The Archive of the Romanian Revolution of December 1989

A Catch-22 December 1989, Groundhog-Day Production. Presenting the Personal Research & Scholarship of Richard Andrew Hall, Ph.D.

Roumanie : révolution manipulation (1990): (III. Tirgoviste, a nervous recruit recounts: ‘the resident Securitate officer in the barracks summarily questioned the 10-15 terrorist suspects and released them…’)

Broadcast 17 May 1990. It appears it was filmed sometime mid-April to early May 1990 in Romania.

from 15:25 the French reporters and camera crew show up in Tirgoviste (Targoviste), where they recount that Ceausescu was tried amid terrorist attacks outside…it is April-May 1990, four months after the Revolution…and surprise, surprise Army officers and recruits are afraid to talk…whether at the base or even on the street…finally they find an unnamed recruit who in hushed tones agrees to talk…what does he say?

he recounts that indeed “10, 15 [terrorists] were captured” but that “a Securitate [officer] at the base quickly [summarily] questioned them and then released them”

(this is based partly on the Romanian I can hear him say, and the French translation overlaying it…I would appreciate readers who know Romanian to confirm what he says prefacing his comments, from approx min 16:00 to 16:05, as I have been unable to transcribe it faithfully…thank you in advance!)

I have no idea who the Securitate person would have been who released those arrested…but it is hardly surprising: the fox was in the hen house…wherever Securitate, Militie, or (military) prosecutors (who were almost wholly beholden to the Securitate in pre-1989 Romania)…were involved in the arrest, holding, interrogation, or transfer of the arrested terrorists (in large measure, Securitate personnel) “miraculously” disappeared, faded into the woods, the night, or wherever.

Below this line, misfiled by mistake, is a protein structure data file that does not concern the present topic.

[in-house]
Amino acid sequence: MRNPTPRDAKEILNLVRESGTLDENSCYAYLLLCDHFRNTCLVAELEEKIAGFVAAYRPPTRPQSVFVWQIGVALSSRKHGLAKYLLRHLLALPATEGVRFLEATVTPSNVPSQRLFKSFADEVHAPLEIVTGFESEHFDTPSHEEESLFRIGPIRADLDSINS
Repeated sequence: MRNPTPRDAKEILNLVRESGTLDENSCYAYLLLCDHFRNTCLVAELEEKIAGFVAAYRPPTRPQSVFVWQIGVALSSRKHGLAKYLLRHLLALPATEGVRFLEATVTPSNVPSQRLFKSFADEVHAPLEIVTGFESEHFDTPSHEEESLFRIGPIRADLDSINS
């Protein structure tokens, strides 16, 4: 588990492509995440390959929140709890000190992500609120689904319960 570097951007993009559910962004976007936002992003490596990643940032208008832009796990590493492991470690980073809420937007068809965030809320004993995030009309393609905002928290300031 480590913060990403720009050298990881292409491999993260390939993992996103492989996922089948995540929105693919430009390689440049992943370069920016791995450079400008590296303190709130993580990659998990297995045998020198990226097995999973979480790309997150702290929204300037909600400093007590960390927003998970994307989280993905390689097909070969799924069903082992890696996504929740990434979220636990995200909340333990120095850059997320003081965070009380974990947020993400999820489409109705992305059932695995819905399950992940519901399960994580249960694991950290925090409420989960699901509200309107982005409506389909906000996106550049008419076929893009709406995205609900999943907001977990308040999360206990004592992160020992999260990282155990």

Some examples of the potential “foxes in the hen house” in Tirgoviste per se, come from Viorel Domenico’s Ceausescu la Targoviste:  22-25 decembrie 1989 book (see below):

“Totodata eu cred ca (seful Securitatii locale, Col.) Dinu nu era strain de actiunile desfasurate impotriva unitatii. De pilda, intr-o noapte, m-a scos afara, in curtea unitatii, si auzind in oras zgomote, imi spunea, ‘Fii atent, astea sunt ABI-uri…In 10 minute, incep sa traga…’ Stia totul, de parca isi confirma un plan cunoscut dinainte. Si mi-a mai spus, ‘Teroristii si antiteroristii sunt pregatiti dupa aceleasi principii si reguli, fac aceeasi instructie.’”

Captain Gheorge Bobric’s recounting of Securitate Col. Dinu’s comment, according to which “…notice, those are ABIs [Securitate USLA vehicles]…in ten minutes, firing will begin…The terrorists and anti-terrorists are trained  according to the same principles and rules, they go through the same training.” p. 157


The remainder of pages 156 and 157 also contain important, interesting clues:

For example, Boboc continues: 

“Then, there was Major Oancea, also from the county Securitate.  Hardly had he come from his mission in Timisoara, on 22 December, but he presented himself to Kemenici (at a time when all the Securitate personnel had been sent home) and he “surrendered to the Revolution.”  Kemenici accepted him and dressed him in an Army soldier’s uniform, armed and with the appropriate patch (?), and held him in the unit.  He walked through the unit with missions assigned to him by the Kemenici-Dinu tandem.  But his principal mission was to investigate with captain Stoian–the Securitate’s military counter-intelligence officer for the unit, the terrorists captured and brought to the barracks.

“For example, I brought one, turned over by revolutionaries, who had been captured shooting in MICRO 11.  He was covered in blood, armed, had an ID from Botosani, and was named Balan.  And there were were many other such suspects given to the two investigators.  In the night before the trial they all disappeared, without a trace, from arrest in the unit.  As did Major Oancea!”

Such stuff of course never appears in the Romanian press.  Nor do the notes from Army’s “Journal of Military Operations” which suggest that even after the Ceausescus had been executed they were still fighting the “terrorists.”

(Indeed, I would argue:  if you don’t know what happened between 26 December 1989 and 24 January 1990 after the Ceausescus were executed 25 for the 25th Anniversary of the Romanian Revolution: #25 After the Ceausescus Were Executed: The Counter-Revolution is Disappeared (26 December 1989 – 24 January 1990), there is no way you can possibly accurately judge the decision to execute the Ceausescus.)

see the entries for 26-30 December 1989:



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